"Among 12th graders, the increase in nonmedical use of amphetamines (and a concurrent decrease in disapproval) began in 1993; this followed a sharp drop in perceived risk a year earlier (which, as we have noted for a number of drugs, often serves as a leading indicator). Following a period of decline, perceived risk among 12th graders increased gradually from 1995 through 2009.1
"• Use of the stimulant drug Ritalin outside of medical supervision showed a distinct increase around 1997 — with annual prevalence among 12th graders going from 0.1% in 1992 to 2.8% in 1997 — and then stayed level for a few years (see Appendix E, Table E-22). Because of its increasing importance, a differently structured question was introduced for Ritalin use in 2001 (2002 in the follow-ups of college students and young adults). This new question, which we prefer to the original, does not use a prior branching question and produced somewhat higher prevalence levels. Results from the new question suggest an ongoing decline in Ritalin use, with prevalence levels in 2014 less than half of what they were when first measured in 2001-02.
"• Another stimulant used in the treatment of the symptoms of attention deficit hyperactivity disorder (ADHD) is the amphetamine drug Adderall. A new question on its non-medical use was introduced in 2009; annual prevalence levels in 2009 through 2014 were higher than those for Ritalin in all five populations. This suggests that Adderall may have to some degree replaced the use of Ritalin and may help to account for the declines that we have been observing for the latter drug. Annual prevalence of Adderall changed rather little between 2009 and 2014 in 8th and 10th grades, although the levels seem to be drifting down. In 12th grade, however, annual prevalence has risen from 5.4% in 2009 to 7.6% in 2012, followed by non-significant declines over the next two years. The absolute prevalence levels in 2014 are fairly high, particularly among 12th graders (6.8%), young adults (7.8%), and college students (9.6%)."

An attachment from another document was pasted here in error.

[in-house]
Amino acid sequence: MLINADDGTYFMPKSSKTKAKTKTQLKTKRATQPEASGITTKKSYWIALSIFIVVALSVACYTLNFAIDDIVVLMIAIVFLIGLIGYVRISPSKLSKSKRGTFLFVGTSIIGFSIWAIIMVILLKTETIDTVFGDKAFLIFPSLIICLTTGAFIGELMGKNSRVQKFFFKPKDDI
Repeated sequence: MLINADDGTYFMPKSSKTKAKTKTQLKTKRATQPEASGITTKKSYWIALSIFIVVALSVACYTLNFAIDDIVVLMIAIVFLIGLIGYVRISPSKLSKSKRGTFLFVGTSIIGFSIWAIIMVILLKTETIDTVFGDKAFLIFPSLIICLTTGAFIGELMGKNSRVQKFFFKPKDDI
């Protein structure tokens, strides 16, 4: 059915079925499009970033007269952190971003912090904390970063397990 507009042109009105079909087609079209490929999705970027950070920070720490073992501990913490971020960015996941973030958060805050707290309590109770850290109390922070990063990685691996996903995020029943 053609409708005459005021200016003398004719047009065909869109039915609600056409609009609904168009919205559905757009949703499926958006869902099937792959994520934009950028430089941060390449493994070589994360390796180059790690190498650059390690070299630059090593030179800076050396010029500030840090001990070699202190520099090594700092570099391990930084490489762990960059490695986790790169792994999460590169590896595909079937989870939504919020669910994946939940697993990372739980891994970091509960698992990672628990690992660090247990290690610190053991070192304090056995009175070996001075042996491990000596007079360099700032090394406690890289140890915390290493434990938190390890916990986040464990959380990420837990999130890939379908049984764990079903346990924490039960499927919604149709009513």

Miech, R. A., Johnston, L. D., O’Malley, P. M., Bachman, J. G., & Schulenberg, J. E. (June 2015). Monitoring the Future national survey results on drug use, 1975–2014: Volume I, Secondary school students. Ann Arbor: Institute for Social Research, The University of Michigan, pp. 18-19.
http://monitoringthefuture.org...